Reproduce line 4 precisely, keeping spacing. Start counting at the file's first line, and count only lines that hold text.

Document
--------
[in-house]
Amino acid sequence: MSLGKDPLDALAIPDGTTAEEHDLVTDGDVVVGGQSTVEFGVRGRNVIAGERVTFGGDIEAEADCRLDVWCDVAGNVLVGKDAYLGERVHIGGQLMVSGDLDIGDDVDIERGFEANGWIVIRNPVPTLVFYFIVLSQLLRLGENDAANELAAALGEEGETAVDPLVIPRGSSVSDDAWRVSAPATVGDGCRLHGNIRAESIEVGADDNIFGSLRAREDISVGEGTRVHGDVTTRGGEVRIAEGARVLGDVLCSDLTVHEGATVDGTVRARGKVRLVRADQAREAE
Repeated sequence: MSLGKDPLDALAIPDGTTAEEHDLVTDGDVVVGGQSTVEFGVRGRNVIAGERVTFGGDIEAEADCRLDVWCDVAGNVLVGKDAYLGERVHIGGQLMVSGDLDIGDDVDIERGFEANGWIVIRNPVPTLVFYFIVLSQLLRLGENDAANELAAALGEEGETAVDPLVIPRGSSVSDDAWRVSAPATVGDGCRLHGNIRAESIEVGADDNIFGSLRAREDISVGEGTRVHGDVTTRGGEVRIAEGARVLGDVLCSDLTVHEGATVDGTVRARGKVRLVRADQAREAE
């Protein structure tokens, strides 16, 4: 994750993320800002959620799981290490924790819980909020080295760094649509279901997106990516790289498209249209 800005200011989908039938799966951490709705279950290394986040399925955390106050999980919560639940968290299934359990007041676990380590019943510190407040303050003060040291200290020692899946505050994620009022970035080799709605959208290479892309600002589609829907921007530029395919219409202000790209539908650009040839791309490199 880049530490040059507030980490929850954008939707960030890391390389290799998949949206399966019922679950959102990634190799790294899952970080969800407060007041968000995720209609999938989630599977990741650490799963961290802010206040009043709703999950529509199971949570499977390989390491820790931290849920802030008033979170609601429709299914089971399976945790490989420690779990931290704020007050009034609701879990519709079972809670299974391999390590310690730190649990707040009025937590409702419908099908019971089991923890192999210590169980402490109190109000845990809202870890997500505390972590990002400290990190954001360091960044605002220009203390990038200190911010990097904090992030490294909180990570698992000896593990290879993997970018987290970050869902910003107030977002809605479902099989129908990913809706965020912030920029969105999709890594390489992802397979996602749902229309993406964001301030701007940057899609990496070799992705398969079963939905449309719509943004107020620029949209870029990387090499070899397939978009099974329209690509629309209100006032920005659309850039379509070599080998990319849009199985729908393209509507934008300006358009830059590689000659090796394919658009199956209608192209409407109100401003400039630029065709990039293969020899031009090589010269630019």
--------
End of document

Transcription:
């Protein structure tokens, strides 16, 4: 994750993320800002959620799981290490924790819980909020080295760094649509279901997106990516790289498209249209 800005200011989908039938799966951490709705279950290394986040399925955390106050999980919560639940968290299934359990007041676990380590019943510190407040303050003060040291200290020692899946505050994620009022970035080799709605959208290479892309600002589609829907921007530029395919219409202000790209539908650009040839791309490199 880049530490040059507030980490929850954008939707960030890391390389290799998949949206399966019922679950959102990634190799790294899952970080969800407060007041968000995720209609999938989630599977990741650490799963961290802010206040009043709703999950529509199971949570499977390989390491820790931290849920802030008033979170609601429709299914089971399976945790490989420690779990931290704020007050009034609701879990519709079972809670299974391999390590310690730190649990707040009025937590409702419908099908019971089991923890192999210590169980402490109190109000845990809202870890997500505390972590990002400290990190954001360091960044605002220009203390990038200190911010990097904090992030490294909180990570698992000896593990290879993997970018987290970050869902910003107030977002809605479902099989129908990913809706965020912030920029969105999709890594390489992802397979996602749902229309993406964001301030701007940057899609990496070799992705398969079963939905449309719509943004107020620029949209870029990387090499070899397939978009099974329209690509629309209100006032920005659309850039379509070599080998990319849009199985729908393209509507934008300006358009830059590689000659090796394919658009199956209608192209409407109100401003400039630029065709990039293969020899031009090589010269630019």